Strategy is a team sport

The unit of delivery is the team

There are hundreds and hundreds of people who work where I work, and we have quite a few strategies that we apply in our work on a daily basis but I’m pretty sure that there is no one in the organisation who has the work ‘strategy’ in their job title.

(OK, there may be one, but if you meet him, he’s more than likely to introduce himself as the Director of Powerpoint, which kind of supports the point I’m about to make).

Strategy is not a thing at the top of the hierarchy in our organisation and I think, compared to other places I’ve known and worked, we’re reasonably good at strategy. I think this is probably a big reason why we are reasonably good at strategy. Because we all own it.

Strategy only works if everyone in the team believes in it. If they feel ownership over it, over the ability to act on it, to make it so, every day.

Strategy doesn’t work so well if there are a few people who get to go to all the fancy lunches who ‘own’ the strategy. Strategy doesn’t work if it is a land grab, a desirable job title, a person with all of the power who gets to tell people what the idea is and then get exasperated when the execution doesn’t live up to his what his slide deck said it would be.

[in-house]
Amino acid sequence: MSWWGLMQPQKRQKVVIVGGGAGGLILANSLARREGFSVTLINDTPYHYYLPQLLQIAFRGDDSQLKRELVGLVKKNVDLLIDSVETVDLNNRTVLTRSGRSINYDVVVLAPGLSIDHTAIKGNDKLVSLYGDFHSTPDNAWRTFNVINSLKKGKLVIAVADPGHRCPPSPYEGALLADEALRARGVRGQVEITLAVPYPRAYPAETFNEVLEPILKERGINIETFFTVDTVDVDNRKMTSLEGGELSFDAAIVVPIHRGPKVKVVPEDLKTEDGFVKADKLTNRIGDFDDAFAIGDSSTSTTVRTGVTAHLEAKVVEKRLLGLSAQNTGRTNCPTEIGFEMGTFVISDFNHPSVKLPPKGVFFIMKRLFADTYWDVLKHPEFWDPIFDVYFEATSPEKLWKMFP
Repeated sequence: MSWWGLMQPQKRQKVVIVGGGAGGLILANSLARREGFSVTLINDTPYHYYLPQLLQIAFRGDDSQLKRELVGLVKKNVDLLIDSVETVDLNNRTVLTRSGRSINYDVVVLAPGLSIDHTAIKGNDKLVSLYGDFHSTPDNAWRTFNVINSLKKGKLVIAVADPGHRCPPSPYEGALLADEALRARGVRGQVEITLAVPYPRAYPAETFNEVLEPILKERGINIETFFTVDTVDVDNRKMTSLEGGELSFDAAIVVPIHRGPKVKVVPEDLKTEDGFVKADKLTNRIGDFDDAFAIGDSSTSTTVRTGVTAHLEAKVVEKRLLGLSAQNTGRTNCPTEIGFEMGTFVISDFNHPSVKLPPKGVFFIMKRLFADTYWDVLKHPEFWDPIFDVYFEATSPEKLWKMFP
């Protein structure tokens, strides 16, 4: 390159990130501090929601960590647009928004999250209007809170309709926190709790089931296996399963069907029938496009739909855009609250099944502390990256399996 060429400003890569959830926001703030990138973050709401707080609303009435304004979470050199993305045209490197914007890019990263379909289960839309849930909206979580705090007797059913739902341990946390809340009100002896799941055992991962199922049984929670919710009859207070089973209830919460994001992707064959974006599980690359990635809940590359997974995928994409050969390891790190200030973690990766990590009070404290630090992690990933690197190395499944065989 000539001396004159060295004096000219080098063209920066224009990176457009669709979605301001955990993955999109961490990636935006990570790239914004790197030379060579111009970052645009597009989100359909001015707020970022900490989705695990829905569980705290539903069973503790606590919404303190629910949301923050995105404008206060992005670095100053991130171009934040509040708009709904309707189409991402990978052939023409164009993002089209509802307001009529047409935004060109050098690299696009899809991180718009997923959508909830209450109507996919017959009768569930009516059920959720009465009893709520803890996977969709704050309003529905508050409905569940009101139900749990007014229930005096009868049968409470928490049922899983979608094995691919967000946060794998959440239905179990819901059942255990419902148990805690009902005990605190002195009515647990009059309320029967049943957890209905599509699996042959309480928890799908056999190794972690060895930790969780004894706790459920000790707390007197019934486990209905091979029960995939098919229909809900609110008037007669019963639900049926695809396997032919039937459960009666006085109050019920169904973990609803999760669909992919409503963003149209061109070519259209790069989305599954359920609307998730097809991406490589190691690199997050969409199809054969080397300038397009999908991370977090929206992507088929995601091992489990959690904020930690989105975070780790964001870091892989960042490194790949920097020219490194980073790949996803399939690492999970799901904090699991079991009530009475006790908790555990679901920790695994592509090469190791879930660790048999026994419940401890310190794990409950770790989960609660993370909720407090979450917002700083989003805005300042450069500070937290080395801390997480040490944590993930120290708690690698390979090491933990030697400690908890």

Strategy needs servant leadership. The unit of delivery is the team.

If you want to be the most awesome strategy person here is what you need to do:

  • Help your team find the right, succinct set of words to describe what they believe they need to do to succeed.
  • Help them to find the opportunities to say those words over and over again – especially as they use them to help make decisions about what not to do, what to do and how to do it.
  • Get out of the way and let them believe it this was all their doing.

This is the fourth post in a series of rambles around the topic of strategy in the general vicinity of user experience which I’m posting as a kind of obituary to the book I almost finished writing then realised was pretty much completely wrong. This is some of the stuff  I probably should have written instead. You can see the first post here, the second one here, and the third one here.

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